hardships that tips sharply towards the plaintiff can support
issuance of a preliminary injunction, so long as the
plaintiff also shows that there is a likelihood of
irreparable injury and that the injunction is in the public
interest." All. for the Wild Rockies v.
Cottrell, 632 F.3d 1127, 1135 (9th Cir. 2011).
Likelihood of Irreparable Injury
Court will first address whether Plaintiffs have alleged a
sufficient likelihood of irreparable harm to warrant a
preliminary injunction of the Project.Plaintiffs have
adequately alleged that implementation of the Project would
likely cause irreparable harm to their members. These members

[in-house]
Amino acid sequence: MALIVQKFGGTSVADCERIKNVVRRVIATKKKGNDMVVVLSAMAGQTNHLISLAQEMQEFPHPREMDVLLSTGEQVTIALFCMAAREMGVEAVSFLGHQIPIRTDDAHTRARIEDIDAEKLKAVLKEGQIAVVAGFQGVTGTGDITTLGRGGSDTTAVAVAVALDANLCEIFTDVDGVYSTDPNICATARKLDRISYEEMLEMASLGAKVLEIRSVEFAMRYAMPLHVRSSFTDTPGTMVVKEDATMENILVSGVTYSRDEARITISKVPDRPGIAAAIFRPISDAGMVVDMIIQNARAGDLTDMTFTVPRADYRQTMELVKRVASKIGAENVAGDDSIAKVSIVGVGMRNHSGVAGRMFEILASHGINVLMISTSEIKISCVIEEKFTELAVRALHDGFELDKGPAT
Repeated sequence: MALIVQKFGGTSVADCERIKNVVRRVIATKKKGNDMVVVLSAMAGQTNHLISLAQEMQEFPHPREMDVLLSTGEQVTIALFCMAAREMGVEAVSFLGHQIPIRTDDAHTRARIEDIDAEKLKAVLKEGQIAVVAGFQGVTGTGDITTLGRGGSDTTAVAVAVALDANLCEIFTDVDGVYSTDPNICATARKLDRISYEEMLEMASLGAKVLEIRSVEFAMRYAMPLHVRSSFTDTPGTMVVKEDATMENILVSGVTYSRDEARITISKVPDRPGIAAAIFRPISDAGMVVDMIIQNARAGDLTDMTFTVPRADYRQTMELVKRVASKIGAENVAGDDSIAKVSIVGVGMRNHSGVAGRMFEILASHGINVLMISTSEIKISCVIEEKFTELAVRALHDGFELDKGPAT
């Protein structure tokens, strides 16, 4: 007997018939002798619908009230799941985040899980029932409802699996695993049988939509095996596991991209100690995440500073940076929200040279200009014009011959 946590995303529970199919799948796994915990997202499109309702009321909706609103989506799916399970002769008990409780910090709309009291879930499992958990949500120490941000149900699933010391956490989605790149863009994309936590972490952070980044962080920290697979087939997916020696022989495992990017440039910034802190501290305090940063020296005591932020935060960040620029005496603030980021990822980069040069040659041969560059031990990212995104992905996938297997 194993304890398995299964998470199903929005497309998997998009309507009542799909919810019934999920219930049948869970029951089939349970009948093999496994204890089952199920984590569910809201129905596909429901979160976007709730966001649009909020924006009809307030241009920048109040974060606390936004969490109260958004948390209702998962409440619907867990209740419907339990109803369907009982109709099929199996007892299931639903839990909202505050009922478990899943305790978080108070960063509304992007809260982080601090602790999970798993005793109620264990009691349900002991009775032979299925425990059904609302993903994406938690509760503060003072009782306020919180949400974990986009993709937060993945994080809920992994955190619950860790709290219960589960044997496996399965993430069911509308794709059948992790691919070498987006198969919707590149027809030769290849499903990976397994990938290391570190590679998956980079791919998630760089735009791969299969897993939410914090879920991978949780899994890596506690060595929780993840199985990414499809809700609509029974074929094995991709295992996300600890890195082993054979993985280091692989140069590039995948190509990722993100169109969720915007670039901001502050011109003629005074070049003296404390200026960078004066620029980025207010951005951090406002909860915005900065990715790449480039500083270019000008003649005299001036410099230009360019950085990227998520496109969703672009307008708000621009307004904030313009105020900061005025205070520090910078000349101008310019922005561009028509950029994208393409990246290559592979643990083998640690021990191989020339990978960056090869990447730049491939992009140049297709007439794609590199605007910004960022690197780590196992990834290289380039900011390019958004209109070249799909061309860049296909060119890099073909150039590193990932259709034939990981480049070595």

have expressed "recreational, scientific, spiritual,
vocational and educational interests" in viewing and
utilizing "the area in its undisturbed state."
(Doc. 8-1 at 3.) Implementation of the Project, Plaintiffs
argue, would cause irreparable harm to these interests.
previously stated by the Ninth Circuit, establishing a
likelihood of irreparable harm "should not be an onerous
task for plaintiffs." Cottonwood, 789 F.3d at
1091. Indeed, Plaintiffs' expressed desire to visit the
area in an undisturbed state is all that is required to
sufficiently allege harm under ESA. Cottrell, 632
F.3d at 1135 (finding plaintiffs' allegation that a
proposed timber project would "harm its members'
ability to 'view, experience, and utilize' the areas
in their undisturbed state" satisfied the irreparable
harm requirement under Winter). Plaintiffs have
sufficiently alleged a likelihood of irreparable injury to
warrant a preliminary injunction.